Complicit in deceit

There is no getting away from the fact that a diagnosis around the age of 2 of cerebral palsy, over the years there are those players who were by the very definition of knowing my diagnosis before me were complicit in deceit.

I’m not sure what’s worse, someone or others being complicit in deceit on something we’re not made aware of and should have been, or us having to live with the connotations of not knowing that something and having to endure that thing.

But things will never entirely be hidden for those who choose to be complicit in deceit. When the universe expects something to happen and others try to hide what they know, the universe will always conspire to balance and correct.

My living with both were hard. I was frustrated because I wanted to know about my disability and yet as many times as I tried to shine the torch on that, equally as many times the door closed behind me, leaving me with yet more frustration that turned into anger and my continually being blamed over other things, because I was angry.

Living with a disability didn’t come without its difficulties either. Being exposed because of my inability to learn was difficult enough, but being exposed by those whose job it was to protect me, was even more difficult.

Where trust is the foundation on which all relationships are based, that didn’t happen and where trust is broken there is no trust, or very little in the way of relationships. But when it comes to family we don’t always have a choice.

In one of my earlier blogs I talk about living a lie. I still believe that is true. Knowing what I know, my life has and continues to based on lies, there is simply no getting away from that.


20 Aug, 2018

6 thoughts on “Complicit in deceit

  1. Now that is a great term to use, since I think it makes it so much worse knowing that people knew what was going on but chose not to do anything about it.

    I was watching 60 Minutes and they had a segment about grandparents taking care of their grandchildren whose parents were drug addicts and it made me wonder why it was that mine didn’t do the same thing.

    There wasn’t any way that they couldn’t have known, since it should have been so glaringly obvious when my mother was always asking them for money and they forced us to visit so often. We were forced to live the lie too always having to pretend like everything was great, when life at home was a nightmare and that still haunts me.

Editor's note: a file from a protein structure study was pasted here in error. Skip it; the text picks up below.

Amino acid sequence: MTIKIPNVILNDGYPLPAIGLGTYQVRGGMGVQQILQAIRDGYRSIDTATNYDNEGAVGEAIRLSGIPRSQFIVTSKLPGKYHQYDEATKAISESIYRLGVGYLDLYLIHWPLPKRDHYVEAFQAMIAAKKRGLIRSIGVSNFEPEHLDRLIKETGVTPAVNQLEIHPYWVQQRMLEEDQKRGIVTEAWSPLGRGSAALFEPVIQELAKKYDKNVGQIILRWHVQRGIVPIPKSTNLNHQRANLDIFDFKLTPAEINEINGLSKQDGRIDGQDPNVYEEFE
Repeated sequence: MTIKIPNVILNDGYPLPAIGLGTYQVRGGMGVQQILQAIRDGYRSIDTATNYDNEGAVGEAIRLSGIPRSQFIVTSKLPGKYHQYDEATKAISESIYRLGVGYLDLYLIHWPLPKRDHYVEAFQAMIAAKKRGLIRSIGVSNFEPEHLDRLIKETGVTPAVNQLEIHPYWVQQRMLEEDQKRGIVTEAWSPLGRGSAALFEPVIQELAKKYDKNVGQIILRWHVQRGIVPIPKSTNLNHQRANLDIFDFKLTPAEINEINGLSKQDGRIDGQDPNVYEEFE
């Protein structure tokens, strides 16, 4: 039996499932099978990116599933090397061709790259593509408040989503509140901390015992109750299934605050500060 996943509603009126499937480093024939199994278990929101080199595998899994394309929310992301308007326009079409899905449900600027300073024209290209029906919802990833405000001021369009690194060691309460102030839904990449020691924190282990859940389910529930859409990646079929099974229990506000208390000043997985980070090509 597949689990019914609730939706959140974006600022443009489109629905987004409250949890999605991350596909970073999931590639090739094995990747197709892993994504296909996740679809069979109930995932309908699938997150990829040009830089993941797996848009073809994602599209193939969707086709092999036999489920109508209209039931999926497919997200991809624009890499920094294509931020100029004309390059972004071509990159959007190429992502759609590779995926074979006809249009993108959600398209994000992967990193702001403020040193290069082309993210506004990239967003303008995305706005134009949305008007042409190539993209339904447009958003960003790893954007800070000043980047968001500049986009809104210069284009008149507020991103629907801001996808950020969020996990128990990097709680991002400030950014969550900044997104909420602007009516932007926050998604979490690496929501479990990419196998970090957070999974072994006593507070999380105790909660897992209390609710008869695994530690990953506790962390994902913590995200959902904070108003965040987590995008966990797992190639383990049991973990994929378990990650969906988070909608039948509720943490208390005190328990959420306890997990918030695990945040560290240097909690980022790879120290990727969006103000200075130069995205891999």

What kind of parents do that to their own children? How much worse is it when it seems like the family is complicit too in acting like they don’t really know what is going on?

    Only one person ever gave me any kind of explanation and that was my uncle’s son my dad’s side, who said that most of the time they didn’t even know where we were. Part of me almost believes it, since we did move around a lot and we were living 2500 miles away but still, they could have done something.

    Both of us grew up in a time when it was a lot easier for people to get away with neglecting their children, which is truly very sad, but something that can’t be changed.

    People keep saying that I have to accept this, but that doesn’t mean I have to like it, since it wasn’t very fair for both of us to be forced to live our lives the way we were made to live.

    1. Thanks Randy. Yes, you’re right. It is what it is and neither of us can change that. But we can make ourselves stronger and move on with our lives so that we’re not living in the past.

      I think that does need to happen. But it needs work from us. There is no point going over something we can’t change.

      But what happens to us not only changes our thinking, but can change our lives too. Our experiences make us stronger and being stronger means we’re less likely to tolerate that kind of behaviour again.

      You know so much about your life, about your mum particularly, about your siblings, about your extended family enough now to form your own opinions with a view to moving on.

      As you say, we don’t have to like it, but it helps if we learn to accept it. In accepting it, others must accept their part too, they’re not exempt. That in a way should make it easier.

  2. Your life wasn’t a lie. But you saved yourself from choking to death on lies, lies that made your world overly complicated.

    But you grew strong and wise, in the same place where nothing but weeds used to grow. That’s the truth Ilana.

    1. Thanks Tim. I love your analogy. Now you’ve explained I understand why this wasn’t my lie, but their lie.

      This is why what we all bring to the site works. What you’ve given me feels more like closure.

  3. I agree with Tim. Your life wasn’t a lie but the lives of those around you were. Trust broken like that can never be repaired.

    1. Thanks. Yes, I agree on both. Unless of course, those responsible and who had a hand in it apologise, and that has never happened.

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Ilana x